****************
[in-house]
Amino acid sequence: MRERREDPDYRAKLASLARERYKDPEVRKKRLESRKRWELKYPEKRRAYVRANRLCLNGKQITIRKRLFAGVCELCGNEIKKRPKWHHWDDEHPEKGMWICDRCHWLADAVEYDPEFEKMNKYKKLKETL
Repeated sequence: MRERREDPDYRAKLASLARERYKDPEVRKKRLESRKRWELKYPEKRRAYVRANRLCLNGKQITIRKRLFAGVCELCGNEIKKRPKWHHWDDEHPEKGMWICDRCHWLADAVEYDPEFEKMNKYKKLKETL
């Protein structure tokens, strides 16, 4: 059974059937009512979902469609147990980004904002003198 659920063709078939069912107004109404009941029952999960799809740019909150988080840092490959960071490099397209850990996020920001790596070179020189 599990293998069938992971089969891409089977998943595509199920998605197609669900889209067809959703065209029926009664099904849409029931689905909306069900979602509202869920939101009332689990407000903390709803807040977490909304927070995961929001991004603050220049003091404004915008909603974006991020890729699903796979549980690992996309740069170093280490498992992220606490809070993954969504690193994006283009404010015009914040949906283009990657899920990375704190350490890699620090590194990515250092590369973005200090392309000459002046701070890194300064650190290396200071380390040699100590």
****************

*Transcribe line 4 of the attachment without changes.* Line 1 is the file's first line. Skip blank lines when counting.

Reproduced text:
């Protein structure tokens, strides 16, 4: 059974059937009512979902469609147990980004904002003198 659920063709078939069912107004109404009941029952999960799809740019909150988080840092490959960071490099397209850990996020920001790596070179020189 599990293998069938992971089969891409089977998943595509199920998605197609669900889209067809959703065209029926009664099904849409029931689905909306069900979602509202869920939101009332689990407000903390709803807040977490909304927070995961929001991004603050220049003091404004915008909603974006991020890729699903796979549980690992996309740069170093280490498992992220606490809070993954969504690193994006283009404010015009914040949906283009990657899920990375704190350490890699620090590194990515250092590369973005200090392309000459002046701070890194300064650190290396200071380390040699100590």